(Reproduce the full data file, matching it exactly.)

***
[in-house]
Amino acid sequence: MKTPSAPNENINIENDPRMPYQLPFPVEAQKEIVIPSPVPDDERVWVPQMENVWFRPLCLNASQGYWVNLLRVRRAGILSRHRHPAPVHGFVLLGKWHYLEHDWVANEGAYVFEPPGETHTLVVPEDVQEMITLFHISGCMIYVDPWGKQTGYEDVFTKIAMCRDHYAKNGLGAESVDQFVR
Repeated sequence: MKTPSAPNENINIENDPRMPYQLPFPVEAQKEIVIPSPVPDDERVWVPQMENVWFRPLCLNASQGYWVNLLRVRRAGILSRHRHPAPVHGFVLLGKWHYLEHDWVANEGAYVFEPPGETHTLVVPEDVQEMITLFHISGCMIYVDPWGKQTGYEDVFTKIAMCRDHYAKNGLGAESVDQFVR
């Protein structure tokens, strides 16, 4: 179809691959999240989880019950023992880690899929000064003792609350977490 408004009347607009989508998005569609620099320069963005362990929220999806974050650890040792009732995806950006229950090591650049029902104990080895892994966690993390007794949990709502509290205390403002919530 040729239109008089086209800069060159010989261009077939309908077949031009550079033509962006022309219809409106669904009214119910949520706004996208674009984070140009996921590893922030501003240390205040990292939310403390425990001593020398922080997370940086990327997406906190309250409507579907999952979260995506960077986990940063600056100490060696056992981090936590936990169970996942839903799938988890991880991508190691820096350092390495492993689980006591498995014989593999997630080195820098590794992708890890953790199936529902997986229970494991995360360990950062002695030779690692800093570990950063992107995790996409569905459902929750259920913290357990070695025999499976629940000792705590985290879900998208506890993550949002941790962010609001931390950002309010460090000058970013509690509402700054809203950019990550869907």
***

[in-house]
Amino acid sequence: MKTPSAPNENINIENDPRMPYQLPFPVEAQKEIVIPSPVPDDERVWVPQMENVWFRPLCLNASQGYWVNLLRVRRAGILSRHRHPAPVHGFVLLGKWHYLEHDWVANEGAYVFEPPGETHTLVVPEDVQEMITLFHISGCMIYVDPWGKQTGYEDVFTKIAMCRDHYAKNGLGAESVDQFVR
Repeated sequence: MKTPSAPNENINIENDPRMPYQLPFPVEAQKEIVIPSPVPDDERVWVPQMENVWFRPLCLNASQGYWVNLLRVRRAGILSRHRHPAPVHGFVLLGKWHYLEHDWVANEGAYVFEPPGETHTLVVPEDVQEMITLFHISGCMIYVDPWGKQTGYEDVFTKIAMCRDHYAKNGLGAESVDQFVR
């Protein structure tokens, strides 16, 4: 179809691959999240989880019950023992880690899929000064003792609350977490 408004009347607009989508998005569609620099320069963005362990929220999806974050650890040792009732995806950006229950090591650049029902104990080895892994966690993390007794949990709502509290205390403002919530 040729239109008089086209800069060159010989261009077939309908077949031009550079033509962006022309219809409106669904009214119910949520706004996208674009984070140009996921590893922030501003240390205040990292939310403390425990001593020398922080997370940086990327997406906190309250409507579907999952979260995506960077986990940063600056100490060696056992981090936590936990169970996942839903799938988890991880991508190691820096350092390495492993689980006591498995014989593999997630080195820098590794992708890890953790199936529902997986229970494991995360360990950062002695030779690692800093570990950063992107995790996409569905459902929750259920913290357990070695025999499976629940000792705590985290879900998208506890993550949002941790962010609001931390950002309010460090000058970013509690509402700054809203950019990550869907």